Concerning “justification by faith” and somethings I’ve been learning, here is my first of three post summarizing the Justice of God by james d.g. dunn
In this short book james dunn briefly outlines how part of our understanding of “justification by faith” was obscured during the Reformation, becoming to individualistic and overly focused on legal aspects, rather than communally and relationally focused. He trace some missteps of the Luther’s recovery of the doctrine of “justification by faith” and then walks us back into the more relational world of Paul’s original formulation, and then back into the OT expression of justice/justification/righteousness
Martin Luther and the Individual Conscience
The first chapter explores the story of Luther’s dramatic recovery of this very important doctrine, and two of its wrong turns.
While an Augustinian monk, situated within a Roman Catholicism of indulgences and purgatory, Luther’s conscience ached with guilt over his sin before “the justice of God,” i.e. that God punishes all unrighteousness. God, for Luther, was to be feared, not loved. But under a prolonged reading of Roman, grappling with the strange manner in which Paul refer to “the justice of God” as a means of salvation, Luther saw the light. It’s not that God is merely a “just God,” but He is also the “justifying God.” The decisive (f)act of God is not that he is just (condemning the wicked), but that He is the one who justifies (acquits the wicked). And much more could be said about the positive aspects of this recovery…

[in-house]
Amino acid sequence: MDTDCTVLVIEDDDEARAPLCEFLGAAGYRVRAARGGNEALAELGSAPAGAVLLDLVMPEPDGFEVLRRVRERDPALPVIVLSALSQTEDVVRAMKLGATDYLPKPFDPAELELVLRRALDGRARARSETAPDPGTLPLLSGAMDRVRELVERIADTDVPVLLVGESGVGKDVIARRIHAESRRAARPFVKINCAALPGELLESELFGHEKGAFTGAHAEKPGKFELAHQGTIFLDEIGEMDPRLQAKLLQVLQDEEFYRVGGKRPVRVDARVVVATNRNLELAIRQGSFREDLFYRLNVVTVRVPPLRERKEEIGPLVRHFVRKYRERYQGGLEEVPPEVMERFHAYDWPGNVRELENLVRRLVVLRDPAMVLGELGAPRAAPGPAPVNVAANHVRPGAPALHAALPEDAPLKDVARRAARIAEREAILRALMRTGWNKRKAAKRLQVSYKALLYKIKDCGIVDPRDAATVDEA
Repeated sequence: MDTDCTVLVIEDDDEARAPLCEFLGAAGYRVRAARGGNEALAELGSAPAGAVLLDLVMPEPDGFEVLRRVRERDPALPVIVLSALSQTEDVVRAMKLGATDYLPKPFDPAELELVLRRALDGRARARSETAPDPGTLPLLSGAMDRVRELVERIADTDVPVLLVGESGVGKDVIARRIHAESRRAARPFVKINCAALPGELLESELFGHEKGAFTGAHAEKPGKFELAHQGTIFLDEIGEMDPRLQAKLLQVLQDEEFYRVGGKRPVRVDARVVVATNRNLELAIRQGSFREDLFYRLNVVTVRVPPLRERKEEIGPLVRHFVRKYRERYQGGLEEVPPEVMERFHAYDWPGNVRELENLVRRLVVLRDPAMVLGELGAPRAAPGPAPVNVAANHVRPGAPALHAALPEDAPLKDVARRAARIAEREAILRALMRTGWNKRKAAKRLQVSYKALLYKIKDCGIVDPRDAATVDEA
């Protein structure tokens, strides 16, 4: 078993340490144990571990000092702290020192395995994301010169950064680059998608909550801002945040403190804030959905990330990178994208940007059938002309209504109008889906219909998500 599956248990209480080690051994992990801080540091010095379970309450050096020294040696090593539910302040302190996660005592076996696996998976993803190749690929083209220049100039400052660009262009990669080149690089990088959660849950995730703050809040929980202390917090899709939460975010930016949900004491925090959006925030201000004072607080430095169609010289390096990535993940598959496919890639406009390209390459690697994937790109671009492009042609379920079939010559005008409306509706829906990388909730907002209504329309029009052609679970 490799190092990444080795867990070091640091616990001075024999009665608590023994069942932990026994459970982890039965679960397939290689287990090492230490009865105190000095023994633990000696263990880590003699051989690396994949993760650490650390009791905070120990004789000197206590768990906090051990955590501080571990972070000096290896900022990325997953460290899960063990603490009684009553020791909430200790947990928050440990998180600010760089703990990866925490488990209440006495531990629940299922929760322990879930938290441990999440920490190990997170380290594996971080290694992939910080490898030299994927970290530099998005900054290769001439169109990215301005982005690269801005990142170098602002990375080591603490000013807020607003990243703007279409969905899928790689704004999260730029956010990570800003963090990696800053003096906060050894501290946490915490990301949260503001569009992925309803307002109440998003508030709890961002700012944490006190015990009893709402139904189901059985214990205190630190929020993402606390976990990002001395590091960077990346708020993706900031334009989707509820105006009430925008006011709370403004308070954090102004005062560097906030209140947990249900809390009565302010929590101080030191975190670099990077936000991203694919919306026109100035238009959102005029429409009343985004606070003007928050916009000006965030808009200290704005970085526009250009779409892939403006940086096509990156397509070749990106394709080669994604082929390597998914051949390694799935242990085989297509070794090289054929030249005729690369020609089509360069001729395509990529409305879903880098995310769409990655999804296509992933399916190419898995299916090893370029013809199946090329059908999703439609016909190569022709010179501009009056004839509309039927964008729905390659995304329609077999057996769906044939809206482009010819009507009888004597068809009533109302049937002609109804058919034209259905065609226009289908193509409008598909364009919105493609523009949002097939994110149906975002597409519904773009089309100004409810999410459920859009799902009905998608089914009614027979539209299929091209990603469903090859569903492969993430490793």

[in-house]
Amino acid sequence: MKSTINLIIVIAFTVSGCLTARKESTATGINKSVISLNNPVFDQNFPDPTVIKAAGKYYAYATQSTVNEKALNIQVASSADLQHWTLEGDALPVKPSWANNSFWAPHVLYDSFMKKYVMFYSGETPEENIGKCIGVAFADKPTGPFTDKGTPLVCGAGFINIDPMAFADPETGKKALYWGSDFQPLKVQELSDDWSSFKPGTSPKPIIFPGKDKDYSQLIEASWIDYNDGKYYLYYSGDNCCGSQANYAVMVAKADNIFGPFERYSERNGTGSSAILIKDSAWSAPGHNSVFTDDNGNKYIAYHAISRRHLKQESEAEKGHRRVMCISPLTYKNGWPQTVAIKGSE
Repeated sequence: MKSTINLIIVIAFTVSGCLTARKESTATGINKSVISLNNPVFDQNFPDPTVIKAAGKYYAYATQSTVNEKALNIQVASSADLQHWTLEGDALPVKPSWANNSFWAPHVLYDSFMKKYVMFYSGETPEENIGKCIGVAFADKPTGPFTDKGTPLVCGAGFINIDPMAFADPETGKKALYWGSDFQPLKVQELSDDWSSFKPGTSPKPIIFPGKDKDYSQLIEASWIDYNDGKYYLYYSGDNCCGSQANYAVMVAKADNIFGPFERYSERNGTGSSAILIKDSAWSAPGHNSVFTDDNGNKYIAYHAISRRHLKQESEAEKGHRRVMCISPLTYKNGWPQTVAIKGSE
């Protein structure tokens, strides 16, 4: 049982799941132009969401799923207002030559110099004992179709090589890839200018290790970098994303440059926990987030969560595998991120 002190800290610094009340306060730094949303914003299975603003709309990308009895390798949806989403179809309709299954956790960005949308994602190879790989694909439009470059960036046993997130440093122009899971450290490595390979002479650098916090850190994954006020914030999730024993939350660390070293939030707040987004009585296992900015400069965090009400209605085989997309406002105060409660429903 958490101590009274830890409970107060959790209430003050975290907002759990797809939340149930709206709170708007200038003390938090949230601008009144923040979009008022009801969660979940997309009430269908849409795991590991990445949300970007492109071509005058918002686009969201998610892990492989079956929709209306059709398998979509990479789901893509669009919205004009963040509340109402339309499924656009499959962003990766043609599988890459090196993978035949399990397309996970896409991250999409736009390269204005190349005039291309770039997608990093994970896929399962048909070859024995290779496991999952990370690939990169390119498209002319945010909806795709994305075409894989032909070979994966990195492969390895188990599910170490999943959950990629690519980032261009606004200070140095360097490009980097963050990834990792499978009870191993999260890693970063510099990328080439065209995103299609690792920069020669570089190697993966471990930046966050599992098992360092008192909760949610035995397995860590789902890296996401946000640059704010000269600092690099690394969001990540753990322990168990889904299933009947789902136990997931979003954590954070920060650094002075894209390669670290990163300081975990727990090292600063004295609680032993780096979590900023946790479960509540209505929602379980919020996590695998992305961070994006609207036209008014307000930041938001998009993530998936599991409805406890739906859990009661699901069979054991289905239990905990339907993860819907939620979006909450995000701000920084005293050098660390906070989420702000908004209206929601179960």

The Wrong Turns
But Dunn then points out two problems with how Luther explain Paul’s doctrine of justification. First, Luther assumed that Paul had gone through the same agonies of conscience and guilt over sin before a blameless and just God, that Luther had been through. He assumed that Paul had been striving to know and please God through ‘works of the Law’ before making the discovery that he is ‘justified by faith’ in Christ. But the problem with this is that Paul nowhere sounds like had a guilty conscience before God. Instead he says he was blameless in regards to righteousness within the law (Phil. 3:6). So, Luther was projecting his situation back into Paul’s, thereby creating distortion is his understanding of the doctrine.
A second distortion was cause by another retojection made by Luther. Quite naturally, he assumed that ancient Judaism must have been similar to mediaeval Catholicism by focusing on “justification by merit” or “by works.” For Luther, Judaism was a legalistic religion of human striving. And this view has been perpetuated to this day in most Protestant traditions. But, again, this is not really the case, but a caricature. The Judaism of Paul’s day, and the one we can read about in the OT. Yes there is the Law, but God grace is choosing Israel, dwelling with Israel in the midst of their sin (allowing for repentance and forgiveness), and the continual prophetic recalling of God’s righteous act to an unworthy nation should reveal the caricature of Judaism as merely a religion of works righteousness.
So, what was Paul getting at, and what was he protesting against?
Dunn’s aswers to those questions will wait until next time.